The Man In The Iron Mask is based on the historical fiction novel written by Alexandre Dumas. The story takes place in the 1600s in France. While there have been many versions of this story, this film was produced, directed, and written by Randall Wallace, who was riding high off his success with the 1995 movie Braveheart.
When the excesses of the current King (Leonardo DiCaprio), go too far and his people are threatened with starvation, the retired Musketeers Aramis (Jeremy Irons), Althos (John Malkovich), and Porthos (Gerard Depardieu), vow to free a mysterious masked prisoner who may be France’s only hope to survive. The question then becomes, will their comrade, d’Artangnan (Gabriel Byrne) help them or destroy them.
Overall, The Man In The Iron Mask was a financial success making over $180 million – some would suspect that it was flow over due to the success of Leonardo DiCaprio and his movie Titanic that was still riding high, but the critics lambasted it for being long, unfocused, and unsatisfying. The adaption was similar to the 1939 version of the film.
Along with inconsistencies with its treatment of the Dumas characters and story view, there are various inaccuracies in the film. One for example, was that while Louis XIV had a brother called Philippe, he was not his twin.
The video quality is decent, but there are some problems as well in that some scenes are over saturated and overexposed. This tends to really show up in some of the outdoor scenes. It was encoded using a 1080p/AVD transfer that is not the best. Dark scenes can be over black, losing detail especially in the darker places like the Bastille.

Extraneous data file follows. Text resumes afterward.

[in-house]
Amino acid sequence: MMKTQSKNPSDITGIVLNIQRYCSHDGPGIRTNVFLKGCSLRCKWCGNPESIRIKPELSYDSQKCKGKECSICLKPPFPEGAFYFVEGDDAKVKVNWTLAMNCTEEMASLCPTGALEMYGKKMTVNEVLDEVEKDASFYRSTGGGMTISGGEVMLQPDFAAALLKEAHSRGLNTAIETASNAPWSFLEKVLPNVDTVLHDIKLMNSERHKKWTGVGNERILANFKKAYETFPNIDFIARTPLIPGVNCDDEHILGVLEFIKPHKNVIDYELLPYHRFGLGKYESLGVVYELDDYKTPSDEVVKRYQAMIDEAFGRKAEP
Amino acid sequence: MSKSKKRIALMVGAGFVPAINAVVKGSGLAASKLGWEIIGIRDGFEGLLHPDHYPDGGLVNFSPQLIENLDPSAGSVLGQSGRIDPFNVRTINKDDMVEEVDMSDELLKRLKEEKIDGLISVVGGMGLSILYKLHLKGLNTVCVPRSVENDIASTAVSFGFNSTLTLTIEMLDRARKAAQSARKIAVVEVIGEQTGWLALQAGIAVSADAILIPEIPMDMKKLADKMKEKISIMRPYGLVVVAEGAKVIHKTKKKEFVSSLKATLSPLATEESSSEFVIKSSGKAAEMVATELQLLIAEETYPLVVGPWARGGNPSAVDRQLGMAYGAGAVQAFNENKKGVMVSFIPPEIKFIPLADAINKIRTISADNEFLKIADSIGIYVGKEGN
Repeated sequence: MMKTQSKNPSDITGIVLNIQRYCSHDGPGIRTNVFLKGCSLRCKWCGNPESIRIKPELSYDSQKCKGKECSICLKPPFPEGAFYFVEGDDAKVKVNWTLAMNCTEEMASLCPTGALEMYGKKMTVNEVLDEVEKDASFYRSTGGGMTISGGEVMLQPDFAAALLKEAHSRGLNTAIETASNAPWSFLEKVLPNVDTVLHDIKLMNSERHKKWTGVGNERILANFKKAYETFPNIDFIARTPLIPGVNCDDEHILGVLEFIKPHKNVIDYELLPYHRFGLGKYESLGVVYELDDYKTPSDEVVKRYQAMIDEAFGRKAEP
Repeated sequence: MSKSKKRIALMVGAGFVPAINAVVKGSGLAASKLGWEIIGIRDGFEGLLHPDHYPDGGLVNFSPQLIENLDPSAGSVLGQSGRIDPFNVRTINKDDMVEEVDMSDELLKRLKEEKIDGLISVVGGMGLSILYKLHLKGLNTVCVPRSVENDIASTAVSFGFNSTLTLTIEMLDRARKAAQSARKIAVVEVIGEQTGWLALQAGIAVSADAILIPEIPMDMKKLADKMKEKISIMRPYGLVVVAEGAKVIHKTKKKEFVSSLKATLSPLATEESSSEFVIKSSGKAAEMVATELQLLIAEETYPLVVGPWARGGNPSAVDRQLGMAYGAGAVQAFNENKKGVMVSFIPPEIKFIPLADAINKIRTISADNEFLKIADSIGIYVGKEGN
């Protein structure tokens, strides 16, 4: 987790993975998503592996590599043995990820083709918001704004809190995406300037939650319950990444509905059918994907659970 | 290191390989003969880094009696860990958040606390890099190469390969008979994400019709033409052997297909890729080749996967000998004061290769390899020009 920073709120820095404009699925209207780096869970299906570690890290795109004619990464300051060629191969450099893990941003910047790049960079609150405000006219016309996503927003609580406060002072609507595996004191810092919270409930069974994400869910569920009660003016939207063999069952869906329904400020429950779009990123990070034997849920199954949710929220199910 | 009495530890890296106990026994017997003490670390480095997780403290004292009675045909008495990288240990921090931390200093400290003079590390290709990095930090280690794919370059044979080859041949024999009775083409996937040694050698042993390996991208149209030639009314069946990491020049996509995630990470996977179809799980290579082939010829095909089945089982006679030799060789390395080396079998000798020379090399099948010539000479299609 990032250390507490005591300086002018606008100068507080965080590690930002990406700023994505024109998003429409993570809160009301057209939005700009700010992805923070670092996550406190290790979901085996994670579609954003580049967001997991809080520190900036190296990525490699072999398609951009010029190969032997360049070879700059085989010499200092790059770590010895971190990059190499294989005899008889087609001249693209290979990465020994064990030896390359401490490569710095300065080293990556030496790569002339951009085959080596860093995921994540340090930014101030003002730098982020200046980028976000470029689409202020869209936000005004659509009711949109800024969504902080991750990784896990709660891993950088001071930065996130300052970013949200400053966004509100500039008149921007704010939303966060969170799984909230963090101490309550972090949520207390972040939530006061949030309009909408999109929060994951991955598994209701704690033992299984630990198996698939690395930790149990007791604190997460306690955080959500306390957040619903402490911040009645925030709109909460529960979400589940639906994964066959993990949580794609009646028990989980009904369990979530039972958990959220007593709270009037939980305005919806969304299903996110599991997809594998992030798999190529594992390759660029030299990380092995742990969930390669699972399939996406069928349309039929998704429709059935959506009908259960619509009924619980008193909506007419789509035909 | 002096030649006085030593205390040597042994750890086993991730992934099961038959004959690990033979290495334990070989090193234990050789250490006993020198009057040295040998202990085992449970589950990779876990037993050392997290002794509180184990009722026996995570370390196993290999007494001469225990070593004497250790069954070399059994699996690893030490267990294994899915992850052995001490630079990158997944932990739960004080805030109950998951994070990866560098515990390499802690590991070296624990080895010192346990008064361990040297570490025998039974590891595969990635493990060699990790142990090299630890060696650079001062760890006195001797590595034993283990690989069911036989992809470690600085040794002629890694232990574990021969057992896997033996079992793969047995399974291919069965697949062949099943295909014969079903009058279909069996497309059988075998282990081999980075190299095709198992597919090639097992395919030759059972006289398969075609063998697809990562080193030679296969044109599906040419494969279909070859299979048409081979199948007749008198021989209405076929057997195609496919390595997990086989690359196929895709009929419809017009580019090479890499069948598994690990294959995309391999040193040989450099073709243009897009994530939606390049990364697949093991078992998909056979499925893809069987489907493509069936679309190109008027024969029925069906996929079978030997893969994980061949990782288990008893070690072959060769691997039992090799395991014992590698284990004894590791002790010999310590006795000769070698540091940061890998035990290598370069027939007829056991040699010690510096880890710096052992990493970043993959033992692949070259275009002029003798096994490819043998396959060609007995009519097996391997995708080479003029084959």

The audio fairs better with a DTS-HD Master Audio 5.1 surround sound track. Everything is clear with nice rumbling during the action scenes, as well as delicate sounds with a sharp edge. There are some inconsistencies at times where cross channel effects are overdone, but everything else sounds good.
The extras are pretty thin. There is a very good commentary from Randall Wallace. “Myth and the Musketeers” is a brief look at the background of the Three Musketeers stories from some professors. “Director’s Take” is look at writing the film, his experience as a first time director, and other things with regard to the making of the film. Finally, there is a behind the scenes featurette, a look at some other mask prototypes, and a couple of theatrical trailers.
While this is not a bad film, it had the potential to be so much more. At a running time of 132 minutes, there are times where it can get a bit draggy. Other than what to me was a miscasting with DiCaprio, the acting is in general very good. Overall it provides a good bit of entertainment for the evening.
Powered by Sidelines